Doctors' skills are to be reassessed every year to ensure they are fit to practise, Health Secretary Jeremy Hunt has announced, in what has been dubbed the "biggest change in medical regulation for 150 years".
At present, doctors can go for their entire career without facing any formal assessment of their competency.
But from December this year, doctors will be assessed to see if they are fit to stay on the medical register, Mr Hunt said.
The General Medical Council (GMC) said the move was the biggest shake-up in a century and a half, and will mean that problems with doctors are flagged earlier.
The assessment will take the form of an annual appraisal and a more comprehensive meeting every five years, when licences will be renewed.
Health officials have been considering revalidation for many years.
The move towards 'medical MOTs' has its roots in the 2001 public inquiry into failings in the children's heart surgery service at Bristol Royal Infirmary.
But the 2005 Shipman Inquiry, which looked into the case of serial killer and GP Harold Shipman, was heavily critical of the initial proposals so health officials created a new model and organised pilots.
Doctors will be expected to demonstrate they meet clinical standards and have kept up to speed with the latest developments in their field. Appraisals will include feedback from patients and colleagues.
Hunt said: "We want to have the best survival rates in Europe for the major killer diseases.
"Doctors save lives every day and making sure they are up to speed with the latest treatments and technologies will help them save even more. This is why a proper system of revalidation is so important."
In one pilot study, conducted on 3,000 doctors, concerns were raised about 1% of the medics.
Another survey of 320 of the designated bodies in England found concerns about 4.1% of doctors.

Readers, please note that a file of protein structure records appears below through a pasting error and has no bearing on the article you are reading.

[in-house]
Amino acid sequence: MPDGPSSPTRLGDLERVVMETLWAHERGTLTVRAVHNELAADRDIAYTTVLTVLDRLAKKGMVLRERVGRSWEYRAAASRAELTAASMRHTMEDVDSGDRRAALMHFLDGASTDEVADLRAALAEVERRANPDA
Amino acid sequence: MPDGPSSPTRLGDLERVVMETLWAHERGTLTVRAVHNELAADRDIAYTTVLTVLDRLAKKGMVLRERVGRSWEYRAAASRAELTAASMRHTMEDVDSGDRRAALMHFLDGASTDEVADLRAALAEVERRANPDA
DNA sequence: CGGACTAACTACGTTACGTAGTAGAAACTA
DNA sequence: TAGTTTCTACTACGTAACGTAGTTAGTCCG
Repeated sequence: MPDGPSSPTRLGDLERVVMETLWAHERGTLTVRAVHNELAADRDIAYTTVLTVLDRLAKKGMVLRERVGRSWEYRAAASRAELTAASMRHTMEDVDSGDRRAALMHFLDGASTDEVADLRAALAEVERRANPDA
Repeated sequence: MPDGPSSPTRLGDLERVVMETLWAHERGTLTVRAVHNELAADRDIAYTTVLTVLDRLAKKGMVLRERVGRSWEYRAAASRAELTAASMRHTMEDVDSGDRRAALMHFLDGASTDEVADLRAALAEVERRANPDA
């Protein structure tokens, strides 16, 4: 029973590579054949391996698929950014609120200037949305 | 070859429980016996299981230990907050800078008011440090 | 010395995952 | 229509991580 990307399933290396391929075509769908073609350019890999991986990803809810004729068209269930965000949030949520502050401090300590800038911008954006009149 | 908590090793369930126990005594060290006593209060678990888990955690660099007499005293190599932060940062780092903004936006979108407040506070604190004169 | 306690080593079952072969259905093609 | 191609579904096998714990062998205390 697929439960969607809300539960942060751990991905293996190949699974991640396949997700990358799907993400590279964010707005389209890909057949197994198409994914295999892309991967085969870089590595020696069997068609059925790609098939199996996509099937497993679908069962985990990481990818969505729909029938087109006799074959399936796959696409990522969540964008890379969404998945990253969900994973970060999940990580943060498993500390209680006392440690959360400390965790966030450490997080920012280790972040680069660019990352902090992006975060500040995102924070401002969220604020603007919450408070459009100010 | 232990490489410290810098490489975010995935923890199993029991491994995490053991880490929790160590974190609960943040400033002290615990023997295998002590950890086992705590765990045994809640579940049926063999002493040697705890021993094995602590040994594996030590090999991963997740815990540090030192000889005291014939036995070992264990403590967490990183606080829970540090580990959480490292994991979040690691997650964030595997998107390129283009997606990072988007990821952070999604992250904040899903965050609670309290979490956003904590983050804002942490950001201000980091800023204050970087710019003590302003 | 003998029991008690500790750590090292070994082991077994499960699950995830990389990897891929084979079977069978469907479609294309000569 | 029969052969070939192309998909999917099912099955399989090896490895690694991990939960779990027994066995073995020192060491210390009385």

Worries raised ranged from tardiness to more serious concerns about clinical competency.
Niall Dickson, chief executive of the GMC, said: "This is an historic moment, it is the biggest change in medical regulation for more than 150 years.
"The decision to press ahead with revalidation after many years of preparation and planning means that we'll be able to have a comprehensive system of regular checks for all doctors registered in the UK.
"Every NHS doctor is already supposed to have an annual appraisal but until revalidation appeared on the horizon many organisations were simply not achieving this.
Now both the NHS and private healthcare organisations have begun to get their act together.
"Revalidation is not a panacea, it is not a magic bullet to guarantee that care is safe or that every doctor is perfect, it will take time to settle in, we will need to evaluate and improve the model."
NHS medical director Professor Sir Bruce Keogh admitted that implementation will be "initially quite difficult" and that the system would not be immediately perfect, but added: "My personal view is that it is better to start than wait for perfection."
He added: "I think that every doctor has a duty to be able to describe what they do and to define how well they do it - if you can't do that you forfeit some of your professionalism.
"The process of assessing doctors in this new revalidation process is based on a beefed up appraisal system within the NHS."
The process will start in December with the revalidation of medical leaders and from April next year it will start to assess mainstream doctors.
By April next year every doctor will have been told when their revalidation is due. By 2014, 20% will have been revalidated and the "vast majority" will have been through the process by April 2016.
Dr Mark Porter, chair of council at the British Medical Association (BMA), said: "The BMA has always supported the principle of revalidation - we believe it is important that our patients have confidence that doctors have up-to-date skills and knowledge to be able to offer them the best possible care.
"It is important to recognise that while revalidation will undoubtedly enhance the rigorous testing that doctors undergo, clinicians are already offering patients a very high quality service, and robust systems are currently in place to deal with any concerns.
"There is too much bureaucracy in the NHS and so we have to be careful that revalidation does not add to this unnecessarily.
"The system soon to be rolled out is much better to the one initially put forward. But we still need to ensure consistency across the UK so that all doctors are working to the same standards.
"It is essential that revalidation is reviewed every step of the way so that we can be sure that the system works for patients and for doctors."